Dean who helped to crown King George

IT IS just 70 years ago, on May 12, 1937, that our Queen's father, George VI, was crowned King in Westminster Abbey following the abdication of his elder brother, King Edward VIII.

The Dean of Westminster at the time of the coronation, the Very Rev William Foxley Norris, had strong connections with this area, serving as Archdeacon of Halifax and living at Ovenden Hall.

For Dean Norris coronation year 1937 was the "crowning year" of his career. The abbey being virtually his parish church, he was responsible for the eccles- iastical details of the ancient ceremony.

His main role was to assist the Arch-bishop of Canterbury, including handing the archbishop the crown to put on the monarch's head. His responsibilities also included pouring holy oil from the eagle-shaped ampulla into the spoon for the King's anointing.

Dean Norris was born in 1859 into the Norrises of Speke, a notable Liverpool family. Educated at Charterhouse and Oxford, by 1888 he had been appointed Vicar of Almondbury, where he stayed for 13 years before moving on to Barnsley.

In 1906 he was appointed Archdeacon of Halifax. He was a good preacher, businessman and organiser and, during the first world war he chaired the Halifax Wounded Soldiers' Committee.

In 1917 he was appointed Dean of York and, during eight years in charge of York Minster, he raised 50,000 for the restoration of some of its famous windows and co-authored The Painted Glass of York: An Account of the Medieval Glass of the Minster and the Parish Churches.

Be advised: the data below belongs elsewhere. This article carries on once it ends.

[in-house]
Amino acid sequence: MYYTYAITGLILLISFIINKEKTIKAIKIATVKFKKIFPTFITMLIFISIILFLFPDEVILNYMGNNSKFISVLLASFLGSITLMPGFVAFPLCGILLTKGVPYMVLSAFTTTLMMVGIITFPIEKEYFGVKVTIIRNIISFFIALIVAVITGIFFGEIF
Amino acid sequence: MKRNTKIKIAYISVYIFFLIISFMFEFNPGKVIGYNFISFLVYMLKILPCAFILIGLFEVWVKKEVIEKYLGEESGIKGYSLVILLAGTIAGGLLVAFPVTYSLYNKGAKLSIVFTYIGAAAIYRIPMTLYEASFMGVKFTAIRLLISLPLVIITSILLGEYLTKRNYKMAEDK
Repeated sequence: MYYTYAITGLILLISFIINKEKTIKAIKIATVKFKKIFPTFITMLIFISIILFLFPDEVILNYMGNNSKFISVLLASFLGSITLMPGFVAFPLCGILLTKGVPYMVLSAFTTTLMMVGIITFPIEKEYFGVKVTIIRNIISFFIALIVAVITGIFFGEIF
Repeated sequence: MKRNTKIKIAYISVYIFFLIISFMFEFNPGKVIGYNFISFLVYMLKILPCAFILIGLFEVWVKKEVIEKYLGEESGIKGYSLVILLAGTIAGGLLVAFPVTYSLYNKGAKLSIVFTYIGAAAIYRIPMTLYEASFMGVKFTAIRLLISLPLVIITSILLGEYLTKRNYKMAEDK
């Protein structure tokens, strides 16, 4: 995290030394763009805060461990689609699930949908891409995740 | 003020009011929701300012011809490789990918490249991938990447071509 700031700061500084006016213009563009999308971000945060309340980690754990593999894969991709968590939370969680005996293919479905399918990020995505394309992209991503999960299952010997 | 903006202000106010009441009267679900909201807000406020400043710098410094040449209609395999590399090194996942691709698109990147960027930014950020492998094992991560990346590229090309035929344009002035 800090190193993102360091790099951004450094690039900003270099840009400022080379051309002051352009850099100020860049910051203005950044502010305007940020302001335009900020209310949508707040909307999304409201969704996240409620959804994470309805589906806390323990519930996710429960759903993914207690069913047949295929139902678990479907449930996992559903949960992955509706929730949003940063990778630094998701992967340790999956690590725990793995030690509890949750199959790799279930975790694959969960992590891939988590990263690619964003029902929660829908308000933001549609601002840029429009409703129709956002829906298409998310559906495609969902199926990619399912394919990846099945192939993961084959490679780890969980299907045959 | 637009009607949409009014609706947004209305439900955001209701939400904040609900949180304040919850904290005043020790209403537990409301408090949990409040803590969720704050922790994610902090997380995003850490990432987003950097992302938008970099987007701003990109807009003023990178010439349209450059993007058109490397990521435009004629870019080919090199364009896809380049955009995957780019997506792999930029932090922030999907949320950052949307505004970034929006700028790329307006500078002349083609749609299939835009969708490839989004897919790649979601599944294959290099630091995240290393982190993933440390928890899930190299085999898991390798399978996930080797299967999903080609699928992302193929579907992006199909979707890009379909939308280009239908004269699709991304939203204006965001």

He was appointed to the Deanery of Westminster in October, 1925. In 1934 he assisted at the marriage ceremony of the Duke of Kent to Princess Marina.

Shortly afterwards, King George V awarded him the KCVO. When the king was suffering from his final illness in January, 1936, the Dean made a dramatic appeal for public prayer for the monarch from the abbey's chancel steps.

Soon after the coronation, Dean Fox-ley Norris fell seriously ill. He died the following September and was buried in the abbey precincts. He was survived by his wife of over 50 years, Mary Blanche, and by a son and two daughters.

He was also an able amateur painter, winning honours exhibiting at the Royal Academy, and he is reputed to have said: "By nature I am an artist; by accident a dean."